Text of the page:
1 December 2008 – by Kevin Byrne
At 18 and just finished his Leaving Cert, Ray Moylett harboured the same dreams as any young boxer in the country.
Winning a national senior title was the pinnacle, or maybe one day becoming an Olympian.
Becoming Irelands first ever gold medallist at the World Youth Championships was probably an unrealistic stepping stone in his ascendancy. Such success and accolades at an early age can sometimes blind a sportsman to the realities of senior competition. It is a trap that Moylett, for one, refuses to embrace.
It was always a dream to win a senior title, you know you were never going to dream of a world title because that was too much nearly. A senior title would be in your grasp, but still to win that would be a great way to finish off the year, he told Irish-boxing.com.
Its still hard to believe, hard to get my head around it. I was on the front pages, back pages Its a shock really, Im a celebrity overnight, but youre not a celebrity without the people that are behind you. If they werent behind you, youd be no-one.
Now that Katie Taylor has retained her world title, Moylett and the Bray woman are Irish world champions in one of the toughest weights in the world, an area seemingly more suited to the littler Latins, if the professional scene is anything to go by.
Thats brilliant, that shows the standard of Irish boxing now today, when we can produce two world champions at lightweight, one of the hardest weights in it, says Moylett. So its just great that she got her second world title.
Becoming an overnight celebrity has its pitfalls. Too many onlookers, the pressure it brings, perhaps a mixture of achievement felt and pride can make any future success harder to come by.
Mix that with the certainty that Moylett will now be a marked man throughout his career, and the fact Ireland already have a European bronze medallist in Grangecons Ross Hickey as the current international lightweight, and the Mayo teenager still faces a scrap to establish himself in domestic terms. It is a battle he says he is ready for, well, once he has enjoyed his success a little longer.
Im still shocked. You see it in the paper, or someone sends you a message and you see it there. World Champion. Im still in awe, you know that kind of way? I just want to enjoy it now for a while, because these days might never come again. The seniors are in Feburary – thats if Im entering them! Theres no point jumping into anything, but as of now I think Im entering them.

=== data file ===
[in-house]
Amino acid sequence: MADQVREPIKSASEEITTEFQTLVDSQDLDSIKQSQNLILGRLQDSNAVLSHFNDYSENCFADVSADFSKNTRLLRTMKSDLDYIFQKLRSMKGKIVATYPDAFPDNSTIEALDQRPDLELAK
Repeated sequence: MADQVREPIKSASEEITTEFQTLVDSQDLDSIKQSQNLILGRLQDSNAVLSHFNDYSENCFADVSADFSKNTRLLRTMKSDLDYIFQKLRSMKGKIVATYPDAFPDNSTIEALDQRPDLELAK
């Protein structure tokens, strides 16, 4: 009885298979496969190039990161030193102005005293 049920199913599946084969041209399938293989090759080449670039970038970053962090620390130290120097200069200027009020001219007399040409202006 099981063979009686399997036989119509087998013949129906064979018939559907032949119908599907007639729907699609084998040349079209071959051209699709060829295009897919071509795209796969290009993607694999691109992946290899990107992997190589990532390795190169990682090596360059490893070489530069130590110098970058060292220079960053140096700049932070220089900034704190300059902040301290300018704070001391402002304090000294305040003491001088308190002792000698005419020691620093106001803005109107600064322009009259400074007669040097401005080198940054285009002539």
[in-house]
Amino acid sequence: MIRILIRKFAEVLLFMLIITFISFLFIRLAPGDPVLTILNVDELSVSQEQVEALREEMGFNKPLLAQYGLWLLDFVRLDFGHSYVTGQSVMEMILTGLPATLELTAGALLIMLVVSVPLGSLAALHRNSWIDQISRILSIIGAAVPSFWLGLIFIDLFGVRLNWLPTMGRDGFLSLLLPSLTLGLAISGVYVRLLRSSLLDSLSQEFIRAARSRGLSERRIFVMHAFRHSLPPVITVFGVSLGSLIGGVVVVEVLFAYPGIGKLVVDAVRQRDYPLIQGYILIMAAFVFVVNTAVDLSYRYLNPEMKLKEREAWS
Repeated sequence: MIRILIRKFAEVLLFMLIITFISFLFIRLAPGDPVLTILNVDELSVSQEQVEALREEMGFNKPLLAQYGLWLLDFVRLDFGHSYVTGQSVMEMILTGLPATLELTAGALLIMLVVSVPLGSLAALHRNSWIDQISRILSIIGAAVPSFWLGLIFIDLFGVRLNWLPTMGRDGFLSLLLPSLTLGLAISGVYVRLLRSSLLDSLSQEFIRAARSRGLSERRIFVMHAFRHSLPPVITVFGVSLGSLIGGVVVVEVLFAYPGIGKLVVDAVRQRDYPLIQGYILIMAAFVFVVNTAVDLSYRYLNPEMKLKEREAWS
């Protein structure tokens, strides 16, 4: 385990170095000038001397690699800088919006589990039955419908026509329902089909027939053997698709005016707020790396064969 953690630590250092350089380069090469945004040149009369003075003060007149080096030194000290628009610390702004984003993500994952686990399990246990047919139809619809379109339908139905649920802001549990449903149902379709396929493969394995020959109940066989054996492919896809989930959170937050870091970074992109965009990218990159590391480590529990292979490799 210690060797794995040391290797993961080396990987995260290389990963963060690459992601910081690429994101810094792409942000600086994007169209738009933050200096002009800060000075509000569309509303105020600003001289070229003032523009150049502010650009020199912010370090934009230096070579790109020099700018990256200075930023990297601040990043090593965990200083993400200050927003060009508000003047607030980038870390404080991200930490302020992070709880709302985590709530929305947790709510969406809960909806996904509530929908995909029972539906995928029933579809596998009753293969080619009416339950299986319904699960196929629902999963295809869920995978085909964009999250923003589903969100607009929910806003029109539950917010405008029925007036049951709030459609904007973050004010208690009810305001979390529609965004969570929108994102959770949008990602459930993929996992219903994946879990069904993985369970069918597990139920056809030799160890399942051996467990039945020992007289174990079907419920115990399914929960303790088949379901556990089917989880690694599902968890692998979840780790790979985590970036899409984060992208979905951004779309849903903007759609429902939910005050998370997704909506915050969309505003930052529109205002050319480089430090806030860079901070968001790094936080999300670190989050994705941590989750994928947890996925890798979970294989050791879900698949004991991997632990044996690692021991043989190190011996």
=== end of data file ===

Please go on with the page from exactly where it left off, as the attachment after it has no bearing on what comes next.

We have a European bronze in Ross Hickey, so the work is cut out for the both of us. I suppose hed have the experience on his side, but shocks do happen – like I was the shock of the tournament out in Mexico, and theres nothing will stop me now.
Speaking of shocks, the overall performance of the Youth squad in Guadalajara came as something of a surprise. Doubts were raised by some before the tournament about the ability of the squad. With an overall haul of two bronze, one silver and one gold, Moylett reckons they have answered their critics.
Team captain Jamie Kavanagh, from Crumlin, took the silver while David Joe Joyce (St Michaels Athy) and Tommy McCarthy (Oliver Plunketts Belfast) scored bronze as Ireland took home medals for the first time since Andy Lees solitary silver in 2002. Moylett puts the haul down to the atmosphere in the ranks.
That was a brilliant squad, everyone was best friends; that never usually happens, theres always ups and downs but on that team everyone bonded well, he says.
Yeah, we were having the craic. Thats our attitude, it cant be just all by the book, you have to break out, I think thats why we did so well, because we were allowed be ourselves. Everyone was behind each other. The seniors would be, whats the word, theyd be more disciplined maybe. But its not all about discipline either, you have to break out, you cant be in the same spot all the time.
On November 15 the St Annes Westport clubman was introduced to the crowd before Bernard Dunne took on Cristian Faccio. He took to the same ring where home favourite Henry The Western Warrior Coyle had just enjoyed a fine homecoming, and Castlebars Breaffy House Resort was a sea of green and red, the famous Mayo colours.
A proud moment, no doubt, but Moylett is not one for fanfare. I was proud, but Id rather be fighting in front of a crowd like that. Its OK being there in front of a crowd but they dont see the work thats done behind the scenes, the training and stuff. Its not just go out in front of a big crowd and everyone loves ya, they dont see behind the scenes at all, thats where all the work has to be done. But its our life, its what we do.
Moylett is a full-time athlete, albeit taking some time out right now (Im only training twice a week, thats all). And for what? By his reckoning a major dream has already been fulfilled, and now small fry like a senior title, once the be-all, are not the Everest they once seemed.
Id like to fight in the MGM Grand in Las Vegas, says the 2008 World Youth 60Kg Champion. Londons the aim now for 2012, and hopefully thatll work out.